MORRISONVILLE — A taxi company owner here has pleaded guilty to contempt of court after illegally taking advantage of asylum seekers, the New York State Attorney General's Office said. 

Christopher Crowningshield, owner of Northern Taxi and Chris' Shuttle Service, was found to have overcharged asylum seekers for transportation from the Plattsburgh bus station to the unofficial "Roxham Road" border crossing into Canada. 

He charged passengers as much as $100 per person or $300 per family for the half-hour drive, the release said, even after a 2017 court order prohibited him from charging more than $92.50, regardless of the number of passengers.



“Immigrant communities are scared, and it is unconscionable that business owners would try to take advantage of that fear to line their own pockets,” Attorney General Letitia James said in a news release.

“Not only did Christopher Crowningshield repeatedly swindle these vulnerable individuals, but he then violated a court order strictly prohibiting him from engaging in the same predatory behavior.

"We will never tolerate individuals that profit from fear or disrespect the law.”

The release noted that Crowningshield also did not keep detailed records of trips taken to the border and fares charged, which had been mandated by the court order, and that he had not conspicuously posted ride fares in his vehicles, as required by New York state law.

Crowningshield's guilty plea to civil and criminal contempt of court resulted in a $10,000 fine and a sentence of three weekends in jail.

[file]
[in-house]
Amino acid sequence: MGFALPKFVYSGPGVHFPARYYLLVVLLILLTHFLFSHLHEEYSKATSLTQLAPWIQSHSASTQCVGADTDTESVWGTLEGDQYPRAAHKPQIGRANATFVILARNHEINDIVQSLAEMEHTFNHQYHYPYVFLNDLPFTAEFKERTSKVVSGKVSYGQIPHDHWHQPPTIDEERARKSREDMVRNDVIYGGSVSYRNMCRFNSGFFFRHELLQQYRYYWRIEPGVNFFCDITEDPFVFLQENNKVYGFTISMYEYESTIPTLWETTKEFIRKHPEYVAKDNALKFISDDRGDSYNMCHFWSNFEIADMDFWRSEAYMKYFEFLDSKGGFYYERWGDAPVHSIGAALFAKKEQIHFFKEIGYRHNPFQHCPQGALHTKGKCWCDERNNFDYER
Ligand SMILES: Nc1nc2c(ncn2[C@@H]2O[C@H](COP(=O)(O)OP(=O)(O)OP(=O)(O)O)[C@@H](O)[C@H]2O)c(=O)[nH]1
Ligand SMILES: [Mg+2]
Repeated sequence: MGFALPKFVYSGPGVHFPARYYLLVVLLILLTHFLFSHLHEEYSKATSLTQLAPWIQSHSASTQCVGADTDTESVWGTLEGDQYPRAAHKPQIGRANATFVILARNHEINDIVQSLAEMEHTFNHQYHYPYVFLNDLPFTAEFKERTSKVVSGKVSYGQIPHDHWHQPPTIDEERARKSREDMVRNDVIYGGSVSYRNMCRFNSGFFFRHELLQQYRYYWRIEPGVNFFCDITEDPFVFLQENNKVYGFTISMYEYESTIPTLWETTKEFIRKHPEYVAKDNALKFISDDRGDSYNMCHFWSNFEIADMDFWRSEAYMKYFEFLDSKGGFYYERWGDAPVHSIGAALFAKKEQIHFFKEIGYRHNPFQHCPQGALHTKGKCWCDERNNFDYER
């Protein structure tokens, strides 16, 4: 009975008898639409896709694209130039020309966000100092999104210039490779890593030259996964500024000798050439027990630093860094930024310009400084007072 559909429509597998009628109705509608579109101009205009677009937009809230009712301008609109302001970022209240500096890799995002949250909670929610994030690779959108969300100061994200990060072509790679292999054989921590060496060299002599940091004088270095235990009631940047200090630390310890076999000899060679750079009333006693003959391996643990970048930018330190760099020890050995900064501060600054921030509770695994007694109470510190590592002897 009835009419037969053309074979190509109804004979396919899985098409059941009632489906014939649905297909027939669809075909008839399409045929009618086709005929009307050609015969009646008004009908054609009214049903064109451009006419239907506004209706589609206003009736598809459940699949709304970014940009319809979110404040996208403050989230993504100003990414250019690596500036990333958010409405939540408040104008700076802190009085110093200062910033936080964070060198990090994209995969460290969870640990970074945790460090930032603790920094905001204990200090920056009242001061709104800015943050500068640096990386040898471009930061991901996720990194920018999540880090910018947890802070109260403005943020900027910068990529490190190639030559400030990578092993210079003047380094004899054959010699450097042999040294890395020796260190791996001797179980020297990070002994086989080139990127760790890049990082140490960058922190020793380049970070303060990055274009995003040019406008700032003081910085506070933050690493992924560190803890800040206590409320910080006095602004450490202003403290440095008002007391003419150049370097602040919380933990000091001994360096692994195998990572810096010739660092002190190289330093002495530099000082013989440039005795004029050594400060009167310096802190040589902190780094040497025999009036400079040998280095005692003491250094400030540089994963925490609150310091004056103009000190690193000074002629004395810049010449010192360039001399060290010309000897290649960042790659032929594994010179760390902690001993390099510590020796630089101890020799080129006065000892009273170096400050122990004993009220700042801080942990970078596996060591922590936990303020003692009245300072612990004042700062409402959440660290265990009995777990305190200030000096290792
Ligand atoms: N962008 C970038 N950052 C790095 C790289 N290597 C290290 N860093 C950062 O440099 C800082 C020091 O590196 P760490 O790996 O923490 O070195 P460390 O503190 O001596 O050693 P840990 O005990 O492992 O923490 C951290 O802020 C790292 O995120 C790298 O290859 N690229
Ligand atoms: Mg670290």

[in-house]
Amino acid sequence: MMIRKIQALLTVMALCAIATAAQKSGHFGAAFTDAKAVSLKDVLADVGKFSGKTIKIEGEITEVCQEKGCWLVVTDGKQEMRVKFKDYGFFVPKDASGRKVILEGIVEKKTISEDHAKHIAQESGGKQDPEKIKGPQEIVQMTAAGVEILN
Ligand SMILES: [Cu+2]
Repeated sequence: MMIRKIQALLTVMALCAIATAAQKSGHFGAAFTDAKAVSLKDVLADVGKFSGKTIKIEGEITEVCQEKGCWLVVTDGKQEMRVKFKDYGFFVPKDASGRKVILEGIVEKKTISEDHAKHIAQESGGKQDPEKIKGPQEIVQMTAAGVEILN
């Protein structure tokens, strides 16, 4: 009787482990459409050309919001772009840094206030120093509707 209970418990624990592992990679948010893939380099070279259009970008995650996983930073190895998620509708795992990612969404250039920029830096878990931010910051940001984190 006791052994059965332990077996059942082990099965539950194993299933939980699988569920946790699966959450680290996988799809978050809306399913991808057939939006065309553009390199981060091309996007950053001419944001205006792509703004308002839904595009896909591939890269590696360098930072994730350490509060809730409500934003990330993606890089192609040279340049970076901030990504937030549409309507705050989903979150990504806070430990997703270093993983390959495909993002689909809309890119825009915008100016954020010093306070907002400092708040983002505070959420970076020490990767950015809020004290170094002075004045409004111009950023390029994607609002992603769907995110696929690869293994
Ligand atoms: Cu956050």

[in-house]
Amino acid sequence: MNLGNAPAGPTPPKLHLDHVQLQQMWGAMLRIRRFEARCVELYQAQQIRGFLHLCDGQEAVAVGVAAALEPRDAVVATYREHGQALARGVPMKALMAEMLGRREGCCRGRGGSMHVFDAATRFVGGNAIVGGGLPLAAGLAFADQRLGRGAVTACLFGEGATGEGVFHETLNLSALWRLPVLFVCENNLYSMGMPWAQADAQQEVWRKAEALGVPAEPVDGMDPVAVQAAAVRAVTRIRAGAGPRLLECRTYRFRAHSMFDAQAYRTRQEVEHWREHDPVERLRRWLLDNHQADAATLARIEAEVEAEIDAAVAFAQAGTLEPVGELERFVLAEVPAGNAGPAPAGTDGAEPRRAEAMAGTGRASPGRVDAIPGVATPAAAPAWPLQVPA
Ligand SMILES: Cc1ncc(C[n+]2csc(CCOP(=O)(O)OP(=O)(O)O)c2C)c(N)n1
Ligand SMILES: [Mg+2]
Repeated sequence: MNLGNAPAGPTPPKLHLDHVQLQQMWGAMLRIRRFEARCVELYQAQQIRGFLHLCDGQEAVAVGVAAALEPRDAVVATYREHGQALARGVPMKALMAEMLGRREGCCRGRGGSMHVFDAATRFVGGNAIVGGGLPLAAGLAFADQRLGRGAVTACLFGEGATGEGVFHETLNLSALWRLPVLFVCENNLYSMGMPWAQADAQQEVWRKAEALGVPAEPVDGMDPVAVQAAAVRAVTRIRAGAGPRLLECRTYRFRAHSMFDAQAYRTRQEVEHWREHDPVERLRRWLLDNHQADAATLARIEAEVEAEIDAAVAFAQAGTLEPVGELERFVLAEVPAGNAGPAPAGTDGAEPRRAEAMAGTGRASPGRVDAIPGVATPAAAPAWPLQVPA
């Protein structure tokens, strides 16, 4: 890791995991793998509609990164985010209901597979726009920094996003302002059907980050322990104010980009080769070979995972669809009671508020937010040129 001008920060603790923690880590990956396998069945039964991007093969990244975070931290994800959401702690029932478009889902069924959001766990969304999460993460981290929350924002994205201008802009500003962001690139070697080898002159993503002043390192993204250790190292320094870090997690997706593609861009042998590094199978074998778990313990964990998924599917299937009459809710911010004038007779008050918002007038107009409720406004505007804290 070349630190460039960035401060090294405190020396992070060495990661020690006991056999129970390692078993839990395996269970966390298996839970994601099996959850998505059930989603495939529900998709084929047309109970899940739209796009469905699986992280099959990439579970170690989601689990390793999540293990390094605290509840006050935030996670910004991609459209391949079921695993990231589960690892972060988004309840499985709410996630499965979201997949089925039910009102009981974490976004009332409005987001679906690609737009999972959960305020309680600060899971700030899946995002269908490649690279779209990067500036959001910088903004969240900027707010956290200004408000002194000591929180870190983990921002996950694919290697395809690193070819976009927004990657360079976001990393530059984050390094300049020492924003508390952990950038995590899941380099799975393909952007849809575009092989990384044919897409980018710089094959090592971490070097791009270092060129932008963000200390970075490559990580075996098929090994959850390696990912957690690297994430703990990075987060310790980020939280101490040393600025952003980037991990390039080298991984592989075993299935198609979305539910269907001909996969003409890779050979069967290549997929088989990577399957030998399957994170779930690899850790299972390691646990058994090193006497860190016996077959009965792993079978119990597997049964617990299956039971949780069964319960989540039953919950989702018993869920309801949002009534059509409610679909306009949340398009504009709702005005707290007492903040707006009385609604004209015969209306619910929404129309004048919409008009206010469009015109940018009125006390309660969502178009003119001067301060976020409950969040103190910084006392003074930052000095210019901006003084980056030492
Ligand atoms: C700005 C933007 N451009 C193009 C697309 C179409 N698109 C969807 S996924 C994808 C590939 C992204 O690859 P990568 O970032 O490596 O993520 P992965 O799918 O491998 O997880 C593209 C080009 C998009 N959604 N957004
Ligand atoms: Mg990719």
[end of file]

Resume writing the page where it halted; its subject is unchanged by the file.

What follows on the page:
Due to a loophole in the international Safe Third Country Agreement between Canada and the United States, while asylum seekers who try to enter at official border crossings into Canada can be turned away, people crossing at unofficial ports of entry can remain to file a claim for asylum.

The Attorney General's Office began investigations into local cab companies in early 2017 after reports that drivers were taking advantage of refugees, and found several local taxi firms to be in violation of state laws. 

Crowningshield's Northern Taxi was among them, with investigators posing as asylum seekers at the Plattsburgh bus station and taking his transportation to the border. 

He admitted then to charging different fares to the same location depending on who he was driving and charging up to $300 for the trip in some cases. 

In May of that year, Crowningshield was ordered to pay $2,500 in penalties and begin posting fares in his vehicles.

“It’s no secret that we’ve seen intense fear in immigrant communities across New York in recent months," then Attorney General Eric Schneiderman said. "To take advantage of that fear for financial gain is simply unconscionable.” 


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